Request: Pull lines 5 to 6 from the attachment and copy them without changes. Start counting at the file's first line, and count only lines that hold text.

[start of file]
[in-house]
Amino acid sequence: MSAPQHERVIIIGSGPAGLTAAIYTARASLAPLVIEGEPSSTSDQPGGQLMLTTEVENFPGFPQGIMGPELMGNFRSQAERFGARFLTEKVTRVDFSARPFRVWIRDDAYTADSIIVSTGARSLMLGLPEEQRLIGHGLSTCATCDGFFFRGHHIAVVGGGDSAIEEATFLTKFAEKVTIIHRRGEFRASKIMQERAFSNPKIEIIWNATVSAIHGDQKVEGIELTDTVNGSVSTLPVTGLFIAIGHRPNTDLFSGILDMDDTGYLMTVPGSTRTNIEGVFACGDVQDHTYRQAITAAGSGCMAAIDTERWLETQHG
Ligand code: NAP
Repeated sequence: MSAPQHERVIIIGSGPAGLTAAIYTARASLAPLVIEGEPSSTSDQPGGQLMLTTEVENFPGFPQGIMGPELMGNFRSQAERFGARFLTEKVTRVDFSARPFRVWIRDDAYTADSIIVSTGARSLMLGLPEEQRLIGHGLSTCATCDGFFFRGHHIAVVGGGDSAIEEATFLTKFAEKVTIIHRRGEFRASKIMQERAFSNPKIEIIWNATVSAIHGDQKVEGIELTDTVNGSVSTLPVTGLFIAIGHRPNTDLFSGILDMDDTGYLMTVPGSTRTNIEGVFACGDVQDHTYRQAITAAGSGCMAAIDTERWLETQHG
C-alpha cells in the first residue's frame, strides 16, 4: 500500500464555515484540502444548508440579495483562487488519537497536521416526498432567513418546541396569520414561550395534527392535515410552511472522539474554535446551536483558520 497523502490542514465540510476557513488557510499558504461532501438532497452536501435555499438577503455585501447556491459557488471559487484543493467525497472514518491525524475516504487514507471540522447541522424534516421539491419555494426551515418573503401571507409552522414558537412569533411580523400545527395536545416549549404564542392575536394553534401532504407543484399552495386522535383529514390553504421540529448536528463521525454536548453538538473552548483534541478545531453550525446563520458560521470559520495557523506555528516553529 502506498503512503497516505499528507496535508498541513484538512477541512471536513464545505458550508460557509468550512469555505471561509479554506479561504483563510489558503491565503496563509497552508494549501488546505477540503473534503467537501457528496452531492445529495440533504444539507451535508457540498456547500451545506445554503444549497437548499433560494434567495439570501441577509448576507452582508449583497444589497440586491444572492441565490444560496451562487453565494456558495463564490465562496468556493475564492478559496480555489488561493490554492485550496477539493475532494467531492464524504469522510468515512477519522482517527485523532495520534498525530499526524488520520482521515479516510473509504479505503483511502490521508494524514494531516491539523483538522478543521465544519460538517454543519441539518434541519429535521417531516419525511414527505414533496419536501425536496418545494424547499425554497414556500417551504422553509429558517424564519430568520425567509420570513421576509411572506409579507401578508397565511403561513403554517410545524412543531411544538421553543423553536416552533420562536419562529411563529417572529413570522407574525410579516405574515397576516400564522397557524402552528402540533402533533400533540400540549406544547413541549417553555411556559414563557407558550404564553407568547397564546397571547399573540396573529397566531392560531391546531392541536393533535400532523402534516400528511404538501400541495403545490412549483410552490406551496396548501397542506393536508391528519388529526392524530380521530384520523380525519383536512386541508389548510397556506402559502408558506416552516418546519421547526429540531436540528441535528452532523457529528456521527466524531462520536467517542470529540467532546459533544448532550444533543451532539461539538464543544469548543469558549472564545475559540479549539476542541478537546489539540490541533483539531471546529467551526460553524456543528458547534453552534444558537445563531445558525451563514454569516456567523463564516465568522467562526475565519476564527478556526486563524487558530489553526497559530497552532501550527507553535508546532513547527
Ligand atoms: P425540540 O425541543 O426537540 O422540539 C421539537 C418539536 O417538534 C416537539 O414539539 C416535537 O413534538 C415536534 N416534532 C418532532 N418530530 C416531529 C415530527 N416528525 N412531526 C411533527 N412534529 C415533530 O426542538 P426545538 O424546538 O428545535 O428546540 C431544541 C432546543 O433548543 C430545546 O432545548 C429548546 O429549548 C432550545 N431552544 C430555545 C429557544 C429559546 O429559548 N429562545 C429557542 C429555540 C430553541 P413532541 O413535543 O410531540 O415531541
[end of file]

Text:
C-alpha cells in the first residue's frame, strides 16, 4: 500500500464555515484540502444548508440579495483562487488519537497536521416526498432567513418546541396569520414561550395534527392535515410552511472522539474554535446551536483558520 497523502490542514465540510476557513488557510499558504461532501438532497452536501435555499438577503455585501447556491459557488471559487484543493467525497472514518491525524475516504487514507471540522447541522424534516421539491419555494426551515418573503401571507409552522414558537412569533411580523400545527395536545416549549404564542392575536394553534401532504407543484399552495386522535383529514390553504421540529448536528463521525454536548453538538473552548483534541478545531453550525446563520458560521470559520495557523506555528516553529 502506498503512503497516505499528507496535508498541513484538512477541512471536513464545505458550508460557509468550512469555505471561509479554506479561504483563510489558503491565503496563509497552508494549501488546505477540503473534503467537501457528496452531492445529495440533504444539507451535508457540498456547500451545506445554503444549497437548499433560494434567495439570501441577509448576507452582508449583497444589497440586491444572492441565490444560496451562487453565494456558495463564490465562496468556493475564492478559496480555489488561493490554492485550496477539493475532494467531492464524504469522510468515512477519522482517527485523532495520534498525530499526524488520520482521515479516510473509504479505503483511502490521508494524514494531516491539523483538522478543521465544519460538517454543519441539518434541519429535521417531516419525511414527505414533496419536501425536496418545494424547499425554497414556500417551504422553509429558517424564519430568520425567509420570513421576509411572506409579507401578508397565511403561513403554517410545524412543531411544538421553543423553536416552533420562536419562529411563529417572529413570522407574525410579516405574515397576516400564522397557524402552528402540533402533533400533540400540549406544547413541549417553555411556559414563557407558550404564553407568547397564546397571547399573540396573529397566531392560531391546531392541536393533535400532523402534516400528511404538501400541495403545490412549483410552490406551496396548501397542506393536508391528519388529526392524530380521530384520523380525519383536512386541508389548510397556506402559502408558506416552516418546519421547526429540531436540528441535528452532523457529528456521527466524531462520536467517542470529540467532546459533544448532550444533543451532539461539538464543544469548543469558549472564545475559540479549539476542541478537546489539540490541533483539531471546529467551526460553524456543528458547534453552534444558537445563531445558525451563514454569516456567523463564516465568522467562526475565519476564527478556526486563524487558530489553526497559530497552532501550527507553535508546532513547527
Ligand atoms: P425540540 O425541543 O426537540 O422540539 C421539537 C418539536 O417538534 C416537539 O414539539 C416535537 O413534538 C415536534 N416534532 C418532532 N418530530 C416531529 C415530527 N416528525 N412531526 C411533527 N412534529 C415533530 O426542538 P426545538 O424546538 O428545535 O428546540 C431544541 C432546543 O433548543 C430545546 O432545548 C429548546 O429549548 C432550545 N431552544 C430555545 C429557544 C429559546 O429559548 N429562545 C429557542 C429555540 C430553541 P413532541 O413535543 O410531540 O415531541